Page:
whistle (v.)
Old English hwistlian "to whistle," from Proto-Germanic *hwis-, of imitative origin (cognates: Old Norse hvisla "to whisper," Danish hvisle "to hiss;" see whisper (v.)). Used also in Middle English of the hissing of serpents; in 17c. it also could mean "whisper." Transitive use from late 15c. Related: Whistled; whistling. At public events, often an expression of support or encouragement in U.S., but often derisive in Britain. To whistle for (with small prospect of getting) is perhaps from nautical whistling for a wind, an old sailor's superstition during a calm. "Such men will not whistle during a storm" [Century Dictionary]. To whistle "Dixie" is from 1940.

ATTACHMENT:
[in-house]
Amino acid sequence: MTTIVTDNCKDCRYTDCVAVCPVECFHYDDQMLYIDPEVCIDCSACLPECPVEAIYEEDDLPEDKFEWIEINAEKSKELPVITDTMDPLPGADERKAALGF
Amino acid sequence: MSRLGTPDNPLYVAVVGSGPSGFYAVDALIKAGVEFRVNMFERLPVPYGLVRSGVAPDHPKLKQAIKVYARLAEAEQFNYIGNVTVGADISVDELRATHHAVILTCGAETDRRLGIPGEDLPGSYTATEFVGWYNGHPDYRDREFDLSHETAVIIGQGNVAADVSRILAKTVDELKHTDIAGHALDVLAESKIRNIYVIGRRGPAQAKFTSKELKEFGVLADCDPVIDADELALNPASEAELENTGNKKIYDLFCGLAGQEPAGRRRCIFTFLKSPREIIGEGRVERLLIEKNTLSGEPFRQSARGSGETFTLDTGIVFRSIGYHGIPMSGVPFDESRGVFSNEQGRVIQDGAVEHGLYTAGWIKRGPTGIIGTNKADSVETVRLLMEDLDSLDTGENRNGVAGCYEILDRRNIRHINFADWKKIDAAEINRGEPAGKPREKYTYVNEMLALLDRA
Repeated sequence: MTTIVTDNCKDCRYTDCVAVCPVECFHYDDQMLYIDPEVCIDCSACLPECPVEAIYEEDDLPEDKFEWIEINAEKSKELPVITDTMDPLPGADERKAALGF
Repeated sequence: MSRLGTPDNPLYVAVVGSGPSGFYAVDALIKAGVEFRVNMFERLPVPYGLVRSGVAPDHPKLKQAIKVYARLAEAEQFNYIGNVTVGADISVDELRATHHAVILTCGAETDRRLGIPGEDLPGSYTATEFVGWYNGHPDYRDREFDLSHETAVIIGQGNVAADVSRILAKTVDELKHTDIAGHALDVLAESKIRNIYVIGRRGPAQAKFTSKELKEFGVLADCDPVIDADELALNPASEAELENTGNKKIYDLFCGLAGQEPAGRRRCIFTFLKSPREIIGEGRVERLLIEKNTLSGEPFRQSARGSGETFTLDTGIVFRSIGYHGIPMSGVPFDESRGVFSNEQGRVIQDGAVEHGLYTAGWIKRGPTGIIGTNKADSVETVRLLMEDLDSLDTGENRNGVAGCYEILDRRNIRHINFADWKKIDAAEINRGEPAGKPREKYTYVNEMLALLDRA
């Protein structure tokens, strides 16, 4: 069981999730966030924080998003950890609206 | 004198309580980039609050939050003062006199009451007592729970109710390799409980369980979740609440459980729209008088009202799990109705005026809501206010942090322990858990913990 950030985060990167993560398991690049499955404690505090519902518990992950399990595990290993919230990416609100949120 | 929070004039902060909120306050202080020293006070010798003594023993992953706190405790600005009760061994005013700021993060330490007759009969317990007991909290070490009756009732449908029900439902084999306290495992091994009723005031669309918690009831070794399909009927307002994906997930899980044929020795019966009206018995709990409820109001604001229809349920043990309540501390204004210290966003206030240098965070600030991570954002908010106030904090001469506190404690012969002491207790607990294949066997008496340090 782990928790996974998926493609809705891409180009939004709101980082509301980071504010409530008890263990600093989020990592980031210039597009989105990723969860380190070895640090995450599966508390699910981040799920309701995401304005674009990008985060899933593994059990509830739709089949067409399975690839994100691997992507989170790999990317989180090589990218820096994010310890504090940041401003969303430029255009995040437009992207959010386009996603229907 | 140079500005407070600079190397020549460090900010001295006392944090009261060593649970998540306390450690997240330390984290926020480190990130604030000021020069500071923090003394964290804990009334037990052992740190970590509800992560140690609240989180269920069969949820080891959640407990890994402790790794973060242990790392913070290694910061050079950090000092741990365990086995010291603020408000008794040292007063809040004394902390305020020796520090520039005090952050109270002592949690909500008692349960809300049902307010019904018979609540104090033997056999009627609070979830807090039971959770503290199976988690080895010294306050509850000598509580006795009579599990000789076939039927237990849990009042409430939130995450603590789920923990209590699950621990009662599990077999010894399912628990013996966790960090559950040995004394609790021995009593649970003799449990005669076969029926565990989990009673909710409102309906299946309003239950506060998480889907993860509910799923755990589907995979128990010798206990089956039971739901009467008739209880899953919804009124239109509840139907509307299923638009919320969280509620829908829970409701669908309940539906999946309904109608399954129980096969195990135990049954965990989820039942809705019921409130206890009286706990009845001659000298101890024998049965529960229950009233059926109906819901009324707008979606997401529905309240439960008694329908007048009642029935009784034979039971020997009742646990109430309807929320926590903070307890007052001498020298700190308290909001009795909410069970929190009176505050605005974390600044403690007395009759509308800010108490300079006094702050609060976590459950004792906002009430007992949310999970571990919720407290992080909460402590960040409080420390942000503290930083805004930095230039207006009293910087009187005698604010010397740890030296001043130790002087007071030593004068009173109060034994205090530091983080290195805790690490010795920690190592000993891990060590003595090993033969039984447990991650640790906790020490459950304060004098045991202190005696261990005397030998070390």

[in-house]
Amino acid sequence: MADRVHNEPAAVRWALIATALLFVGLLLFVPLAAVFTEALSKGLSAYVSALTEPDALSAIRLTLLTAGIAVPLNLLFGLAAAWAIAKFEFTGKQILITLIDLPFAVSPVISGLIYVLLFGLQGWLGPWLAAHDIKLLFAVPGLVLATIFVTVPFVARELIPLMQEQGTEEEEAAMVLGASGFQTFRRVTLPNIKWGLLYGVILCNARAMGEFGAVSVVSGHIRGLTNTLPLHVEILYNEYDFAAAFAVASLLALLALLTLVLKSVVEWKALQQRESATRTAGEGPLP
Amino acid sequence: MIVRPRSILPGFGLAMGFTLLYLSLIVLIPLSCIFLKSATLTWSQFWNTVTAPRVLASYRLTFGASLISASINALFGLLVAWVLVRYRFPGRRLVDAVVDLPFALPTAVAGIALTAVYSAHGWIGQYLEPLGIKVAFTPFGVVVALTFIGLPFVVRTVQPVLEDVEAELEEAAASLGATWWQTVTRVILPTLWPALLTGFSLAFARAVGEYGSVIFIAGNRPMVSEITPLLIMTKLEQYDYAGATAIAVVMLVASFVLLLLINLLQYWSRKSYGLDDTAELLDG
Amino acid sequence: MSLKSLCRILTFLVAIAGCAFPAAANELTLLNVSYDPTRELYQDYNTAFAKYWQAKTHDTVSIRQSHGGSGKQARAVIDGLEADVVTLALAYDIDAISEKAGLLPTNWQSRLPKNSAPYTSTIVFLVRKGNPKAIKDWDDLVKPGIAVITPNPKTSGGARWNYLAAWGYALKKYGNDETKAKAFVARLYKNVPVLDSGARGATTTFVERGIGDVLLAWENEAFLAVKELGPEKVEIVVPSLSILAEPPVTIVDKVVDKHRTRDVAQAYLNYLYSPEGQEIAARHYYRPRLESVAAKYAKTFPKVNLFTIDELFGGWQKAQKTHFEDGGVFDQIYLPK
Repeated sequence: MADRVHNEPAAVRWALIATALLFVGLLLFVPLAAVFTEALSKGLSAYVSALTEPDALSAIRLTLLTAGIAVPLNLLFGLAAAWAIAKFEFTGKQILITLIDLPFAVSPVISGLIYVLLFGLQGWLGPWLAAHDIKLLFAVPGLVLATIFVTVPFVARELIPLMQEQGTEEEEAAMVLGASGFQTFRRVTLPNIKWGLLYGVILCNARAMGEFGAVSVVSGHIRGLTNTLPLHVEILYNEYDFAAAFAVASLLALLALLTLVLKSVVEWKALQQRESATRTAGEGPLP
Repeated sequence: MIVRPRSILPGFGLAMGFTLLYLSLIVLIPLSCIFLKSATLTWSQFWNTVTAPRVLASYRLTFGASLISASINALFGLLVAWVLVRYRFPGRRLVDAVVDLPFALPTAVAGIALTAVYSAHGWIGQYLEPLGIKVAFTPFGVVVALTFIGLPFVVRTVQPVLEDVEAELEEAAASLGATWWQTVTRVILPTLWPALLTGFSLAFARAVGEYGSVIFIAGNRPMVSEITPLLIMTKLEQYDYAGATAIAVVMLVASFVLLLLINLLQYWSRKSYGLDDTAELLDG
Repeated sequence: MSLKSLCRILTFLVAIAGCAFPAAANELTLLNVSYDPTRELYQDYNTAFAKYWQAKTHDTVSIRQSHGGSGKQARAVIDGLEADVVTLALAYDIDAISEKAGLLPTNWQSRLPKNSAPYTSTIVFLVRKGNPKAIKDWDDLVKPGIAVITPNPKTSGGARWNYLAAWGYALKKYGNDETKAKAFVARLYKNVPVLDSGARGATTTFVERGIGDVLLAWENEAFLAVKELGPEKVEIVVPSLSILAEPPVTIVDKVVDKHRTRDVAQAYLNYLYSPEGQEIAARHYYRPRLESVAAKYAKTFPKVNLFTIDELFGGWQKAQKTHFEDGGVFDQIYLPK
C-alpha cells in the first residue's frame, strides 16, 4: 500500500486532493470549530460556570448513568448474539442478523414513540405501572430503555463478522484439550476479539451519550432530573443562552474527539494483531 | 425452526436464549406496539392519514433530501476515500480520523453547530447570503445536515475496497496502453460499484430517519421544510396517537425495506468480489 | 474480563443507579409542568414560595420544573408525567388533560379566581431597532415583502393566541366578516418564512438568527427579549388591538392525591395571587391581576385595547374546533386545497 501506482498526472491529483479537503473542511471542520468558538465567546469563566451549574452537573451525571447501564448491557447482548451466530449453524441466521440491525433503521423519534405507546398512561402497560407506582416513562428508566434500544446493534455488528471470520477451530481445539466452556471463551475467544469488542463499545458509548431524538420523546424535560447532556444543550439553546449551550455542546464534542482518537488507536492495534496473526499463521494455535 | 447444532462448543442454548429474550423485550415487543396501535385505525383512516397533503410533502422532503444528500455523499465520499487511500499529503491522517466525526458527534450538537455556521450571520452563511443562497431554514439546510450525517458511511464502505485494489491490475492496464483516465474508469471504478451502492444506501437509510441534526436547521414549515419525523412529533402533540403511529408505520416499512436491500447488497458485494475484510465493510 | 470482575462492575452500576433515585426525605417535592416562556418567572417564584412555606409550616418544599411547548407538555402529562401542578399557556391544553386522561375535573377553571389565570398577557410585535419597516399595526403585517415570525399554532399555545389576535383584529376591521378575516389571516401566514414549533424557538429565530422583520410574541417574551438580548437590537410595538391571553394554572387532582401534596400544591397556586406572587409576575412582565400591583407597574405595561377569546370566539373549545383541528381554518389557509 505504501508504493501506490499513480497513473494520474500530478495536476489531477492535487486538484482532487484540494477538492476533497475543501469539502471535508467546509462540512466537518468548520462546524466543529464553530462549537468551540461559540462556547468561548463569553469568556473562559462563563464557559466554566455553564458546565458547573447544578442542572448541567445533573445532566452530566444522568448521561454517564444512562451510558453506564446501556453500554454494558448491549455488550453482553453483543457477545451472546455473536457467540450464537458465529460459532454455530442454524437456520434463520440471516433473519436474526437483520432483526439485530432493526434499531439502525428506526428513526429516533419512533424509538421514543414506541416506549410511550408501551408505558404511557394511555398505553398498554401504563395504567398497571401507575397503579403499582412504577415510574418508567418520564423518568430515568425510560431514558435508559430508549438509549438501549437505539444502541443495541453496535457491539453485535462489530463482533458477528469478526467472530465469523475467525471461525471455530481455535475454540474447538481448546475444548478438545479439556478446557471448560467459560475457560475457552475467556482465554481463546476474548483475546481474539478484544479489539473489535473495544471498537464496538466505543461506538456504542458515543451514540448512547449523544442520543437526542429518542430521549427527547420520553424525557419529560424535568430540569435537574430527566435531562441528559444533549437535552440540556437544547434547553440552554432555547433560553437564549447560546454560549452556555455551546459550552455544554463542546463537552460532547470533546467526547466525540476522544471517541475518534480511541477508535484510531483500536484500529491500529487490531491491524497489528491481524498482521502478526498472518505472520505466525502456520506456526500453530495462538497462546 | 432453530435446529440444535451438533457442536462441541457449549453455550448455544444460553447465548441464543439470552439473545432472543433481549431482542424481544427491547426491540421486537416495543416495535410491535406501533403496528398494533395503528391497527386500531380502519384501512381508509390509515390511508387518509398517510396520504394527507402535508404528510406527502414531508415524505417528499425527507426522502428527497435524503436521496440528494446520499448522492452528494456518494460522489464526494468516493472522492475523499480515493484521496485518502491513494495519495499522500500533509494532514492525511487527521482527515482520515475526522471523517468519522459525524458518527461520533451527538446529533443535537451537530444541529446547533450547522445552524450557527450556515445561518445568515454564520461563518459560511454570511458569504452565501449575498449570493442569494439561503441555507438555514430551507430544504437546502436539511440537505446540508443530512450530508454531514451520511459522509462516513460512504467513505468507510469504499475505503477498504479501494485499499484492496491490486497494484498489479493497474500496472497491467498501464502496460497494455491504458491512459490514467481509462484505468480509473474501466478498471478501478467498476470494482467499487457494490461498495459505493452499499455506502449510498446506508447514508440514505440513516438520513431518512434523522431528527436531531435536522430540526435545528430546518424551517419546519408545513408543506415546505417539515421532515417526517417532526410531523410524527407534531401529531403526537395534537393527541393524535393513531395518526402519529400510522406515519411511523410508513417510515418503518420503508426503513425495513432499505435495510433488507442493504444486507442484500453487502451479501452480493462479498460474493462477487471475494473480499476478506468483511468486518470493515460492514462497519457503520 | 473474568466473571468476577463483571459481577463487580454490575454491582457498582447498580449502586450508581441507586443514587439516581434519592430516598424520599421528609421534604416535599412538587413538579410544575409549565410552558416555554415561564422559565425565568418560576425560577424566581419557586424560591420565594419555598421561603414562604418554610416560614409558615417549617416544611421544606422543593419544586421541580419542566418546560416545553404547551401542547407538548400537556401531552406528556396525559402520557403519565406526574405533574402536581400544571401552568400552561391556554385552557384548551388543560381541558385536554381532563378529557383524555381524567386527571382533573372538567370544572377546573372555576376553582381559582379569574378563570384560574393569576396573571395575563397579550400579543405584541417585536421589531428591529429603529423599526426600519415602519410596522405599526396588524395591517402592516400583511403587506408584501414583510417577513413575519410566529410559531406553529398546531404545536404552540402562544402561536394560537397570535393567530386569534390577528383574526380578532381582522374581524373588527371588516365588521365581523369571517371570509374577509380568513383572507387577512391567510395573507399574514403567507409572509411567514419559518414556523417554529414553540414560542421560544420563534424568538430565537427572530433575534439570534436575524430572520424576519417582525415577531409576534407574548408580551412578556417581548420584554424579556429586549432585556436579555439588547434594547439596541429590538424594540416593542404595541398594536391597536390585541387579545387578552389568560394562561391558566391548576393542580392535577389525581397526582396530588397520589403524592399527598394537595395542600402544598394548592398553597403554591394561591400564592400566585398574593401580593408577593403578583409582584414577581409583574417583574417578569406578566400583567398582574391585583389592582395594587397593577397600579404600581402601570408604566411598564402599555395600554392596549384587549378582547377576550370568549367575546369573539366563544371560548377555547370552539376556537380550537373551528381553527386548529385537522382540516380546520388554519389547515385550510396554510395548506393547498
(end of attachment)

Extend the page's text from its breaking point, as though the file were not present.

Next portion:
whistle (n.)
"tubular musical instrument sounded by blowing," Old English hwistle (see whistle (v.)). Meaning "sound formed by pursing the lips and blowing" is from mid-15c. To wet one's whistle "take a drink" (late 14c.) originally may have referred to pipes, or be an allusion to the throat as a sort of pipe. Phrase clean as a whistle is recorded from 1878. Railroad whistle-stop (at which trains stop only if the engineer hears a signal from the station) is recorded from 1934.